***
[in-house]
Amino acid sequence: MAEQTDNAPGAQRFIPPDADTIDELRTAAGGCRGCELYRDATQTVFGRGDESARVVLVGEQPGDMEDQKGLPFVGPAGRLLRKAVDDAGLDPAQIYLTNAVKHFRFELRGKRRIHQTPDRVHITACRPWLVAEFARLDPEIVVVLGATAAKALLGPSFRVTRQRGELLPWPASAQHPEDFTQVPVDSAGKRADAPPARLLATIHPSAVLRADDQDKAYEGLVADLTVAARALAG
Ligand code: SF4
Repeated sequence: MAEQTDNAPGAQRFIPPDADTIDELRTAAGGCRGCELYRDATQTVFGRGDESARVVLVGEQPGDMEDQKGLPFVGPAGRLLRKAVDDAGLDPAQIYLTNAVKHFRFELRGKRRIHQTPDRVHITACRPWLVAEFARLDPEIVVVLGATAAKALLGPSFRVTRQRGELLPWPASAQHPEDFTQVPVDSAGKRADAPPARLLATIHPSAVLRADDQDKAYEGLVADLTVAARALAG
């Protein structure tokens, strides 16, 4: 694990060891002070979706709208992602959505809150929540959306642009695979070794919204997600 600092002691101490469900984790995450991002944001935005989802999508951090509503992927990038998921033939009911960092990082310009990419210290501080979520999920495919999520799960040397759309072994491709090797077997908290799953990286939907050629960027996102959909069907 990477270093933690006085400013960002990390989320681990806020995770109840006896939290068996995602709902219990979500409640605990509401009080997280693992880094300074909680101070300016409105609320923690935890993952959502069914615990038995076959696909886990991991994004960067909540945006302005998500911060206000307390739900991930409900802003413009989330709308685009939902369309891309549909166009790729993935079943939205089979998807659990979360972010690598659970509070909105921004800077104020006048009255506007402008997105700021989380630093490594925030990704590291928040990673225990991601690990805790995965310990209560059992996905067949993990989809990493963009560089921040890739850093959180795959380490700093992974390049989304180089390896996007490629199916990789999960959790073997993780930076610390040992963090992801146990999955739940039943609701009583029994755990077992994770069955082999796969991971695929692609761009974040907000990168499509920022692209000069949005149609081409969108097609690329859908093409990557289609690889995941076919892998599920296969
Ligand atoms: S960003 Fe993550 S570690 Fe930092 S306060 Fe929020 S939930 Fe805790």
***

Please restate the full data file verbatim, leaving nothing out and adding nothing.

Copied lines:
[in-house]
Amino acid sequence: MAEQTDNAPGAQRFIPPDADTIDELRTAAGGCRGCELYRDATQTVFGRGDESARVVLVGEQPGDMEDQKGLPFVGPAGRLLRKAVDDAGLDPAQIYLTNAVKHFRFELRGKRRIHQTPDRVHITACRPWLVAEFARLDPEIVVVLGATAAKALLGPSFRVTRQRGELLPWPASAQHPEDFTQVPVDSAGKRADAPPARLLATIHPSAVLRADDQDKAYEGLVADLTVAARALAG
Ligand code: SF4
Repeated sequence: MAEQTDNAPGAQRFIPPDADTIDELRTAAGGCRGCELYRDATQTVFGRGDESARVVLVGEQPGDMEDQKGLPFVGPAGRLLRKAVDDAGLDPAQIYLTNAVKHFRFELRGKRRIHQTPDRVHITACRPWLVAEFARLDPEIVVVLGATAAKALLGPSFRVTRQRGELLPWPASAQHPEDFTQVPVDSAGKRADAPPARLLATIHPSAVLRADDQDKAYEGLVADLTVAARALAG
């Protein structure tokens, strides 16, 4: 694990060891002070979706709208992602959505809150929540959306642009695979070794919204997600 600092002691101490469900984790995450991002944001935005989802999508951090509503992927990038998921033939009911960092990082310009990419210290501080979520999920495919999520799960040397759309072994491709090797077997908290799953990286939907050629960027996102959909069907 990477270093933690006085400013960002990390989320681990806020995770109840006896939290068996995602709902219990979500409640605990509401009080997280693992880094300074909680101070300016409105609320923690935890993952959502069914615990038995076959696909886990991991994004960067909540945006302005998500911060206000307390739900991930409900802003413009989330709308685009939902369309891309549909166009790729993935079943939205089979998807659990979360972010690598659970509070909105921004800077104020006048009255506007402008997105700021989380630093490594925030990704590291928040990673225990991601690990805790995965310990209560059992996905067949993990989809990493963009560089921040890739850093959180795959380490700093992974390049989304180089390896996007490629199916990789999960959790073997993780930076610390040992963090992801146990999955739940039943609701009583029994755990077992994770069955082999796969991971695929692609761009974040907000990168499509920022692209000069949005149609081409969108097609690329859908093409990557289609690889995941076919892998599920296969
Ligand atoms: S960003 Fe993550 S570690 Fe930092 S306060 Fe929020 S939930 Fe805790």